Medication-Assisted Recovery During Pregnancy

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Substance use disorders among pregnant women are a growing public health concern in the United States. According to recent studies, pregnant women are more likely than non-pregnant women to die of drug overdoses, yet they are less likely to receive treatment for their substance use disorders. Access to effective treatment for pregnant women is critical to improving maternal and fetal health outcomes and reducing maternal and infant mortality rates.

In response to this urgent need, the White House has launched several initiatives to improve access to medication-assisted recovery for pregnant women with substance use disorders. This article will discuss the recent White House efforts to improve access to medicine for pregnant women, the benefits of medication-assisted treatment, and what medication-assisted recovery may look like for pregnant clients.

White House Initiatives to Improve Access to Medication-Assisted Recovery for Pregnant Women

The White House has recognized the urgent need to improve access to medication-assisted recovery for pregnant women with substance use disorders. The SUPPORT for Patients and Communities Act, signed into law in 2018, includes several provisions aimed at addressing the opioid epidemic and improving access to treatment for individuals with substance use disorders, including pregnant women. The act provides funding for states to expand access to medication-assisted treatment, which combines medication with counseling and behavioral therapies to treat substance use disorders.

Another initiative launched by the White House is the Maternal Opioid Misuse (MOM) Model, which aims to improve care for pregnant and postpartum women with opioid use disorders. The MOM Model provides funding to states and health care providers to implement evidence-based practices to improve the quality of care and outcomes for pregnant women with opioid use disorders. The model also aims to reduce the use of opioids during pregnancy and ensure that women receive appropriate treatment for their substance use disorders.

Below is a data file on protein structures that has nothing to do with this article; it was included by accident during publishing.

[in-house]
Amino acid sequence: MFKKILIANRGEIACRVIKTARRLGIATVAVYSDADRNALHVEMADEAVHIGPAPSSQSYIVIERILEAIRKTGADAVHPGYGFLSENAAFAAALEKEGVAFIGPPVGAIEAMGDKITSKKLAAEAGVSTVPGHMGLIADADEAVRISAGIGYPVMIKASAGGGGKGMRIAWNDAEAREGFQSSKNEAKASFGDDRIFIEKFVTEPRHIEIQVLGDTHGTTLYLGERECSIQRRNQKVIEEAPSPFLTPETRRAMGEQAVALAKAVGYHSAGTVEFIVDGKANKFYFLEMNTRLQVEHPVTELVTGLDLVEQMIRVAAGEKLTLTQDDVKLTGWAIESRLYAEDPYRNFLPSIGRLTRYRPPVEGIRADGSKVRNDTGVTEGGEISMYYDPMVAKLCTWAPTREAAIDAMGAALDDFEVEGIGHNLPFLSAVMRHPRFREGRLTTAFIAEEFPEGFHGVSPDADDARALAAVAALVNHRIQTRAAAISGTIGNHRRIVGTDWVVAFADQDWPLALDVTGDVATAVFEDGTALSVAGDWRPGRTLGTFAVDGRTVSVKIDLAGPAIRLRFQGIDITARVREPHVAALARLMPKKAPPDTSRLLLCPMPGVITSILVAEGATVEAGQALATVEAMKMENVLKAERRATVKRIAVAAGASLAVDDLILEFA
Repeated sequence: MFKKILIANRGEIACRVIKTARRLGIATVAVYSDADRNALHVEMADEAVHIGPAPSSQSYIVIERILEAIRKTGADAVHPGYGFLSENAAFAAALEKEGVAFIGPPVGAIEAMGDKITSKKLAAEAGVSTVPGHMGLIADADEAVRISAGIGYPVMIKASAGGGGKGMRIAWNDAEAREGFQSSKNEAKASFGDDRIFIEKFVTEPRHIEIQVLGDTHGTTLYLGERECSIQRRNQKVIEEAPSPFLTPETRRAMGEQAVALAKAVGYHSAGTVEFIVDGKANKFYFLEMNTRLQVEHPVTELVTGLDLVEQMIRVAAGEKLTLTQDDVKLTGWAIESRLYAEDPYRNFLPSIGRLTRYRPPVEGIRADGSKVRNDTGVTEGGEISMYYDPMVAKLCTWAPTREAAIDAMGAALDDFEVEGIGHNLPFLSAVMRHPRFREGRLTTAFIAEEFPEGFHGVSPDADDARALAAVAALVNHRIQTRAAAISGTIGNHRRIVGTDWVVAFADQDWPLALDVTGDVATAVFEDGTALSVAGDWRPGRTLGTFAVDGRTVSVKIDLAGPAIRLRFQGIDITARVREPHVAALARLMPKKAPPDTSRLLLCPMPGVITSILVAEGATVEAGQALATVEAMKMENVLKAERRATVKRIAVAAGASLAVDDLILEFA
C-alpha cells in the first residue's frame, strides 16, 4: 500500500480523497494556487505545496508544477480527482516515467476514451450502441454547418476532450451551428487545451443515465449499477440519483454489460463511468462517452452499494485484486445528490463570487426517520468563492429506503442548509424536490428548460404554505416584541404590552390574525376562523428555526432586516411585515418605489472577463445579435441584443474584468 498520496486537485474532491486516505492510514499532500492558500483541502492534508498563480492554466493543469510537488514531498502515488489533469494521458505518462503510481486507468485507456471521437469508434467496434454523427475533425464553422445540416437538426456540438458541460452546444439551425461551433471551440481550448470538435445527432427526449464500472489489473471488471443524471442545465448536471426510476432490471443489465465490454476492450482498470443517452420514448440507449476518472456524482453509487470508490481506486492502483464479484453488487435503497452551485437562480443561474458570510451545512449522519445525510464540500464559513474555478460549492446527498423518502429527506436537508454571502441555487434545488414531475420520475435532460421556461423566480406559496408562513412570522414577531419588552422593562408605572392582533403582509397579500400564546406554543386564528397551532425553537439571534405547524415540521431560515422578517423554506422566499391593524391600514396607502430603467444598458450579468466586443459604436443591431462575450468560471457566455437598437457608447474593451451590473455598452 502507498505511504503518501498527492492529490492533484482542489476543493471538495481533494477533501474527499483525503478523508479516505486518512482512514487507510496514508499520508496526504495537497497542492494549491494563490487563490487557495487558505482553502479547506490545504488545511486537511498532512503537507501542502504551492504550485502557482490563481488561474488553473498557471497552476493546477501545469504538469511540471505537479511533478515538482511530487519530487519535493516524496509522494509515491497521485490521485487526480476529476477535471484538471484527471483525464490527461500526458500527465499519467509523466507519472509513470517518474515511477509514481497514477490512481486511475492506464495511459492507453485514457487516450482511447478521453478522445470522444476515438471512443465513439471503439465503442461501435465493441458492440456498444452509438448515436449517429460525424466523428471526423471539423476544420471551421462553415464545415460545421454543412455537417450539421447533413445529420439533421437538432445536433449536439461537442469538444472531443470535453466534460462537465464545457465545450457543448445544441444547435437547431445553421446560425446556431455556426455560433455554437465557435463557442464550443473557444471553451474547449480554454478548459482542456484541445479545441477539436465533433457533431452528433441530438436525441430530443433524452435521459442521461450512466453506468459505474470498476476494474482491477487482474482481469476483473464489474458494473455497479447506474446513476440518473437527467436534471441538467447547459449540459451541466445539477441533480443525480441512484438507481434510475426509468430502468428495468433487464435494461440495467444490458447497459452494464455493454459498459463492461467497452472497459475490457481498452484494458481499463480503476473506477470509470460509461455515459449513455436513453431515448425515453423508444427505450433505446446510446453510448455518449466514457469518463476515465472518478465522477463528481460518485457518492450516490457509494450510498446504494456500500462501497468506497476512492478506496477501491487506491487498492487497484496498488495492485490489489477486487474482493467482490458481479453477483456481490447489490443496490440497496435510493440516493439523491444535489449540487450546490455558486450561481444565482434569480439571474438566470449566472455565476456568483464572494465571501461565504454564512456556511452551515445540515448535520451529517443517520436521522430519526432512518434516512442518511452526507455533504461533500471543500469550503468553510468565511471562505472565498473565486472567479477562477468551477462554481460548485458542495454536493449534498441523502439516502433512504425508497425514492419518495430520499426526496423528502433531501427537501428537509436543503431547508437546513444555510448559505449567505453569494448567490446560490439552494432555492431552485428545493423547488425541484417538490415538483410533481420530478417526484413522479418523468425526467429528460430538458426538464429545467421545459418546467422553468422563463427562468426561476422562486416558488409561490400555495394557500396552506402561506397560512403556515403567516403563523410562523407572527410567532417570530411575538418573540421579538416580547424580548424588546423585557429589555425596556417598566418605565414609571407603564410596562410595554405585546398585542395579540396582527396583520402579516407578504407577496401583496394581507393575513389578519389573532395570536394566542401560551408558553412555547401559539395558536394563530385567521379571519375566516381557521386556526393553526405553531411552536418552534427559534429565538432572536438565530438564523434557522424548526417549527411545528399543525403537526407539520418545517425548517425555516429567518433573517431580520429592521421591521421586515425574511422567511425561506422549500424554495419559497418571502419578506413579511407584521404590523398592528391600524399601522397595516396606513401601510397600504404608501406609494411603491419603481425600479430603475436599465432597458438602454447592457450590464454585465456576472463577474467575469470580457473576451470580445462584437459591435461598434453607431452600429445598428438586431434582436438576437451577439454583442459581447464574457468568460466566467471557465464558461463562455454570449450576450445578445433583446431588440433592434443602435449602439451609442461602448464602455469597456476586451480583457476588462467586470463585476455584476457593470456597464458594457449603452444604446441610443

These initiatives represent a significant step towards improving access to effective treatment for pregnant women with substance use disorders. By increasing funding for medication-assisted recovery and supporting evidence-based practices, the White House is working to address the barriers that pregnant women face in accessing treatment for their substance use disorders.

Medication-Assisted Recovery for Pregnant Clients

Medication-assisted recovery is an effective treatment option for pregnant women with substance use disorders. This treatment approach involves using an opioid agonist medication combined with counseling and behavioral therapies to treat substance use disorders. These medications work by reducing withdrawal symptoms and cravings, which can help pregnant women to avoid relapses and stay engaged in treatment.

Long-acting opioid agonists have been used for decades to treat opioid addiction. Clients take this medication orally to help to reduce cravings and withdrawal symptoms without producing the euphoric effects of other opioids. Long-acting opioid agonists have been shown to be safe and effective for pregnant women with opioid use disorders and can improve outcomes for both the mother and the fetus.

Providers can also prescribe partial opioid agonists to treat opioid addiction. They are taken sublingually and can help to reduce withdrawal symptoms and cravings. Clients using this type of medication have a lower risk of overdose than those using long-acting opioid agonists. Providers can also prescribe this medication in an office-based setting, making it a more accessible treatment option for pregnant women.

Both of these medications have been shown to be safe and effective for pregnant women with substance use disorders. These medications can help to reduce the risk of relapse, improve engagement in treatment, and improve maternal and fetal health outcomes. Counseling and behavioral therapies are also important components of medication-assisted recovery for pregnant women, as they can help to address underlying issues that may contribute to substance use disorders and support long-term recovery.